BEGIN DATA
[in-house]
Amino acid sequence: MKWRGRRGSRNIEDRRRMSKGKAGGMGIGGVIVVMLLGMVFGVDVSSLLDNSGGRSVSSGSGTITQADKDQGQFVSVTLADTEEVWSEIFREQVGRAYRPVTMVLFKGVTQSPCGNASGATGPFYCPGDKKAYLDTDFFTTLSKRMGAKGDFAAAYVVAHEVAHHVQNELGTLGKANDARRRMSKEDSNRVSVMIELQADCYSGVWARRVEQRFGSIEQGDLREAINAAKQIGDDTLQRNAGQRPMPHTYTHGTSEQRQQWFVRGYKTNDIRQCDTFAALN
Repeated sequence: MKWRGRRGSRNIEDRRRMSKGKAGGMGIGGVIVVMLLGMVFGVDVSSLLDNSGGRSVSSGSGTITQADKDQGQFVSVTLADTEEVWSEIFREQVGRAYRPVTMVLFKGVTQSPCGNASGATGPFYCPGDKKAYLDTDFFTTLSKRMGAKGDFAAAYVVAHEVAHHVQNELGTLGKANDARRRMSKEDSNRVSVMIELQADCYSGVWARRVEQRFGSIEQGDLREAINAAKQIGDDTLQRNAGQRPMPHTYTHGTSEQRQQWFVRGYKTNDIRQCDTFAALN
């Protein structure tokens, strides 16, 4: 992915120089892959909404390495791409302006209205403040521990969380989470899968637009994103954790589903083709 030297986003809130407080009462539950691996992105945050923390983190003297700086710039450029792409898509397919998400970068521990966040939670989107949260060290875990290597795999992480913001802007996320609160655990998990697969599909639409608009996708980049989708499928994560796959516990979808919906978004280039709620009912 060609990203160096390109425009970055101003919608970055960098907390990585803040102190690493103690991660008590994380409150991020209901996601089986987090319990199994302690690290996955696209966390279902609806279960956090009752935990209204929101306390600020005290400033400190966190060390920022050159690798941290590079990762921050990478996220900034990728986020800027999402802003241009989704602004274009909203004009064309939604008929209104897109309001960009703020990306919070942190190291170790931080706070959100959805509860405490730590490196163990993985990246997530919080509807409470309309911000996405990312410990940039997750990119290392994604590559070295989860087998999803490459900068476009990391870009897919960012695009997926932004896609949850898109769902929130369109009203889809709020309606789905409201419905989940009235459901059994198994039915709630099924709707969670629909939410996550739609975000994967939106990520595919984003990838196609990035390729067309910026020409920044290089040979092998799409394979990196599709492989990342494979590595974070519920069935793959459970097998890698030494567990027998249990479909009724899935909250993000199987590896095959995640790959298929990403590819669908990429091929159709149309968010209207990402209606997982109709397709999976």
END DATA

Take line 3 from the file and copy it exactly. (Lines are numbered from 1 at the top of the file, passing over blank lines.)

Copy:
Repeated sequence: MKWRGRRGSRNIEDRRRMSKGKAGGMGIGGVIVVMLLGMVFGVDVSSLLDNSGGRSVSSGSGTITQADKDQGQFVSVTLADTEEVWSEIFREQVGRAYRPVTMVLFKGVTQSPCGNASGATGPFYCPGDKKAYLDTDFFTTLSKRMGAKGDFAAAYVVAHEVAHHVQNELGTLGKANDARRRMSKEDSNRVSVMIELQADCYSGVWARRVEQRFGSIEQGDLREAINAAKQIGDDTLQRNAGQRPMPHTYTHGTSEQRQQWFVRGYKTNDIRQCDTFAALN